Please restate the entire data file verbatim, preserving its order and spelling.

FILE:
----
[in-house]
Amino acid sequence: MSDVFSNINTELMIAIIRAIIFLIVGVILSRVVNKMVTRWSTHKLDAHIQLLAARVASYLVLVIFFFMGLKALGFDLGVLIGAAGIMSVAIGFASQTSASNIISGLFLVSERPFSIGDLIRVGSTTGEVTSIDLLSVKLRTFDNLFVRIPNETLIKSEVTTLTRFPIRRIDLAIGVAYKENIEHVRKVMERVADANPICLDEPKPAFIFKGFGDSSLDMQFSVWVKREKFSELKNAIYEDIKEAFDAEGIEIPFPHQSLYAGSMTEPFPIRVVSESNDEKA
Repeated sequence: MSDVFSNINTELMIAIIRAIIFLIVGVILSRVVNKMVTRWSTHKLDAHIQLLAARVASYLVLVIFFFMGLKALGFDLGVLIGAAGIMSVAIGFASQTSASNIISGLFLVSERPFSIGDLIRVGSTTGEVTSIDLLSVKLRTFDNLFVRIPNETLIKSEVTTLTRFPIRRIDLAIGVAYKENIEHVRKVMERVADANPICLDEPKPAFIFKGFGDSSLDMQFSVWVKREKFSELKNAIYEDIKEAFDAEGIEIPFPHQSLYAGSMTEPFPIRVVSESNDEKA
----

[in-house]
Amino acid sequence: MSDVFSNINTELMIAIIRAIIFLIVGVILSRVVNKMVTRWSTHKLDAHIQLLAARVASYLVLVIFFFMGLKALGFDLGVLIGAAGIMSVAIGFASQTSASNIISGLFLVSERPFSIGDLIRVGSTTGEVTSIDLLSVKLRTFDNLFVRIPNETLIKSEVTTLTRFPIRRIDLAIGVAYKENIEHVRKVMERVADANPICLDEPKPAFIFKGFGDSSLDMQFSVWVKREKFSELKNAIYEDIKEAFDAEGIEIPFPHQSLYAGSMTEPFPIRVVSESNDEKA
Repeated sequence: MSDVFSNINTELMIAIIRAIIFLIVGVILSRVVNKMVTRWSTHKLDAHIQLLAARVASYLVLVIFFFMGLKALGFDLGVLIGAAGIMSVAIGFASQTSASNIISGLFLVSERPFSIGDLIRVGSTTGEVTSIDLLSVKLRTFDNLFVRIPNETLIKSEVTTLTRFPIRRIDLAIGVAYKENIEHVRKVMERVADANPICLDEPKPAFIFKGFGDSSLDMQFSVWVKREKFSELKNAIYEDIKEAFDAEGIEIPFPHQSLYAGSMTEPFPIRVVSESNDEKA